Sterling Shepard, WR, Giants
When Shepard returns to the field in Week 9, he’ll assume the role of Eli Manning’s top receiver. This means tons of volume, which is what we want from a wideout for fantasy purposes, especially in a PPR format. The second-year receiver was averaging 5.8 targets per contest before his ankle injury, while Odell Beckham Jr. and Brandon Marshall were still in the mix. Shepard should see upwards of 10 balls a game for the remainder of the season, and I want in on the possibilities those numbers bring.
Jameis Winston, QB, Buccaneers
In his third NFL season, Winston appears to have regressed, making bad choices and poor throws. In Week 8, he tossed two interceptions with zero touchdowns, and refused go down and accept a sack several times. He’s still dealing with a sprained shoulder, and that could lead to even more Doug Martin in the offense. You may not get much for Winston, but now is the time to find out how the other owners in your league value him.
Joe Mixon, RB, Bengals
It’s time to pull the plug on Mixon, folks. In what was to be his big breakout chalk game in Week 8, the rookie running back delivered 11 carries for 18 yards, plus one decent 67-yard scurry on a screen pass. After seven games, the former Oklahoma running back is 31st in fantasy points among rushers in PPR leagues, and 35th in standard-scoring formats. His role in Cincinnati’s offense should make him attractive enough to bring back valuable pieces in a trade.
LeGarrette Blount, RB, Eagles
This could feasibly be the last week in which Blount has any projectable fantasy value. Eagles executive vice president of football operations Howie Roseman insisted Blount remains the starter, but that won’t matter if Ajayi outsnaps and/or outplays him on Sunday. If you fear Ajayi’s presence, and you should, talk up Roseman’s comments and try to move Blount while you can. In the past three games, Blount has been averaging 14 touches, with just 3.3 yards per carry, but he did hit double-digit points last week. There’s also a chance he’ll hold onto goal-line carries. All that could be enough to make a move, so long as you have realistic expectations for what you’ll receive in return.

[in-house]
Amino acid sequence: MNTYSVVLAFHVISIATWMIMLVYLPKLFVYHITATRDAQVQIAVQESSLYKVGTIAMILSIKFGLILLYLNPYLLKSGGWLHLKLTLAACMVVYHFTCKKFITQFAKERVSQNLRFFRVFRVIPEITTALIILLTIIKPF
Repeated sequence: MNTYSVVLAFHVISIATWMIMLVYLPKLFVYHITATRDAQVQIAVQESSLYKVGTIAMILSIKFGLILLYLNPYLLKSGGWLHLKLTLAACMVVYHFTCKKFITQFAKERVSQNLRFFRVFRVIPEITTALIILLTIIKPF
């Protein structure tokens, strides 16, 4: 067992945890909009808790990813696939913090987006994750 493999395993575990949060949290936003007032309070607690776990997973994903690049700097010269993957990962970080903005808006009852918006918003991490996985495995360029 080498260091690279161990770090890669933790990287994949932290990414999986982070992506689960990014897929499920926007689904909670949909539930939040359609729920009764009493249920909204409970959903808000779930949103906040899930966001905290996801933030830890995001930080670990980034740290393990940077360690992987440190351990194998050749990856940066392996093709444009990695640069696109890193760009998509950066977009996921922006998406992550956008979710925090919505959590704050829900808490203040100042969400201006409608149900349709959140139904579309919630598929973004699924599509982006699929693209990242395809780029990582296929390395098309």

Paul Richardson, WR, Seahawks
Russell Wilson is doing his thing again, and that makes everyone in the Seattle passing game intriguing for the rest of the season. While Richardson and Tyler Lockett have had their moments, most recently for Richardson his two-touchdown game last week, Doug Baldwin and Jimmy Graham are the only sure things, other than Wilson. Richardson has three touchdowns on nine targets the last two games. His owners would be wise to try to capitalize on that unsustainable streak.
Golden Tate, WR, Lions
Despite an injured shoulder, Tate hauled in seven of eight targets for 86 yards in Week 8. Tate still has a meaty role in the offense, but Matthew Stafford has been leaning on Marvin Jones more heavily over the last few weeks. In Detroit’s last two games, Jones has 25 targets, catching 12 of them for 224 yards and a touchdown. His 25 targets the last two weeks lead the league. Tate is still a bankable, valuable fantasy asset, which will keep his trade value high and make dealing him realistic.